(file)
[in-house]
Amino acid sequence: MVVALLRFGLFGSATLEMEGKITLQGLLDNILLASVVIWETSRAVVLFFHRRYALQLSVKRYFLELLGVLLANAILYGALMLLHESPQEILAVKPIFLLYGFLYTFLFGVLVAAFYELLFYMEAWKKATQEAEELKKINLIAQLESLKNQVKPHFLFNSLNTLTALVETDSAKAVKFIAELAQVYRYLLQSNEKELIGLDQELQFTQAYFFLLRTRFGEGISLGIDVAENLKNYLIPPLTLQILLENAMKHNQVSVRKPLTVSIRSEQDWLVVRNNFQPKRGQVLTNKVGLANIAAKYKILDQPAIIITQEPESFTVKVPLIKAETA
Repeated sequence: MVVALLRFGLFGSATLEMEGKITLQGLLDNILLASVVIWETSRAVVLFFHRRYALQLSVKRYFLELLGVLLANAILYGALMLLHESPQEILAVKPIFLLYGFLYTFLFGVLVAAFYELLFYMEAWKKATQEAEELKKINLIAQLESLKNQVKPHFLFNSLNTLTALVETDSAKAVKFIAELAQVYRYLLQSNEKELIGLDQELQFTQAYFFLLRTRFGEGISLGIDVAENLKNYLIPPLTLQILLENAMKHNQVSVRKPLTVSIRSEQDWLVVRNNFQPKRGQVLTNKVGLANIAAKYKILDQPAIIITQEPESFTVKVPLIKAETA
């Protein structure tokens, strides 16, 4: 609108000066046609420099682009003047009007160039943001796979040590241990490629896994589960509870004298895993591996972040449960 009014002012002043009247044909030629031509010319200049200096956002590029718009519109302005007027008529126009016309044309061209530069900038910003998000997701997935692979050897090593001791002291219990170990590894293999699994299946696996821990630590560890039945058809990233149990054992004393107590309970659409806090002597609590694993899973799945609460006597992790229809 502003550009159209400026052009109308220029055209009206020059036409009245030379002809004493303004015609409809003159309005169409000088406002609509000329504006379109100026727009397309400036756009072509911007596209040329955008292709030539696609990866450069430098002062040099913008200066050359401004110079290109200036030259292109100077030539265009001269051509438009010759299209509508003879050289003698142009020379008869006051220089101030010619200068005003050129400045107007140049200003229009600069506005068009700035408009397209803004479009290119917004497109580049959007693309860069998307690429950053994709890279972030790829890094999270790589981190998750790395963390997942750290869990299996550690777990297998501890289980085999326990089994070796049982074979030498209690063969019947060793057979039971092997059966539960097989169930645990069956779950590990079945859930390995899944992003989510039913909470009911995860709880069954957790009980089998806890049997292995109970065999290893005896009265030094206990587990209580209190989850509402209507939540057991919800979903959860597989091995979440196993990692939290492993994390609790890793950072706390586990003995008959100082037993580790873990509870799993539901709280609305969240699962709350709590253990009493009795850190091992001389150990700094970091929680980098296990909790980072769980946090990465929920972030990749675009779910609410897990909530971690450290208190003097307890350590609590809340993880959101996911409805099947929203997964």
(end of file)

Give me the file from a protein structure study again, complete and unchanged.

[in-house]
Amino acid sequence: MVVALLRFGLFGSATLEMEGKITLQGLLDNILLASVVIWETSRAVVLFFHRRYALQLSVKRYFLELLGVLLANAILYGALMLLHESPQEILAVKPIFLLYGFLYTFLFGVLVAAFYELLFYMEAWKKATQEAEELKKINLIAQLESLKNQVKPHFLFNSLNTLTALVETDSAKAVKFIAELAQVYRYLLQSNEKELIGLDQELQFTQAYFFLLRTRFGEGISLGIDVAENLKNYLIPPLTLQILLENAMKHNQVSVRKPLTVSIRSEQDWLVVRNNFQPKRGQVLTNKVGLANIAAKYKILDQPAIIITQEPESFTVKVPLIKAETA
Repeated sequence: MVVALLRFGLFGSATLEMEGKITLQGLLDNILLASVVIWETSRAVVLFFHRRYALQLSVKRYFLELLGVLLANAILYGALMLLHESPQEILAVKPIFLLYGFLYTFLFGVLVAAFYELLFYMEAWKKATQEAEELKKINLIAQLESLKNQVKPHFLFNSLNTLTALVETDSAKAVKFIAELAQVYRYLLQSNEKELIGLDQELQFTQAYFFLLRTRFGEGISLGIDVAENLKNYLIPPLTLQILLENAMKHNQVSVRKPLTVSIRSEQDWLVVRNNFQPKRGQVLTNKVGLANIAAKYKILDQPAIIITQEPESFTVKVPLIKAETA
């Protein structure tokens, strides 16, 4: 609108000066046609420099682009003047009007160039943001796979040590241990490629896994589960509870004298895993591996972040449960 009014002012002043009247044909030629031509010319200049200096956002590029718009519109302005007027008529126009016309044309061209530069900038910003998000997701997935692979050897090593001791002291219990170990590894293999699994299946696996821990630590560890039945058809990233149990054992004393107590309970659409806090002597609590694993899973799945609460006597992790229809 502003550009159209400026052009109308220029055209009206020059036409009245030379002809004493303004015609409809003159309005169409000088406002609509000329504006379109100026727009397309400036756009072509911007596209040329955008292709030539696609990866450069430098002062040099913008200066050359401004110079290109200036030259292109100077030539265009001269051509438009010759299209509508003879050289003698142009020379008869006051220089101030010619200068005003050129400045107007140049200003229009600069506005068009700035408009397209803004479009290119917004497109580049959007693309860069998307690429950053994709890279972030790829890094999270790589981190998750790395963390997942750290869990299996550690777990297998501890289980085999326990089994070796049982074979030498209690063969019947060793057979039971092997059966539960097989169930645990069956779950590990079945859930390995899944992003989510039913909470009911995860709880069954957790009980089998806890049997292995109970065999290893005896009265030094206990587990209580209190989850509402209507939540057991919800979903959860597989091995979440196993990692939290492993994390609790890793950072706390586990003995008959100082037993580790873990509870799993539901709280609305969240699962709350709590253990009493009795850190091992001389150990700094970091929680980098296990909790980072769980946090990465929920972030990749675009779910609410897990909530971690450290208190003097307890350590609590809340993880959101996911409805099947929203997964």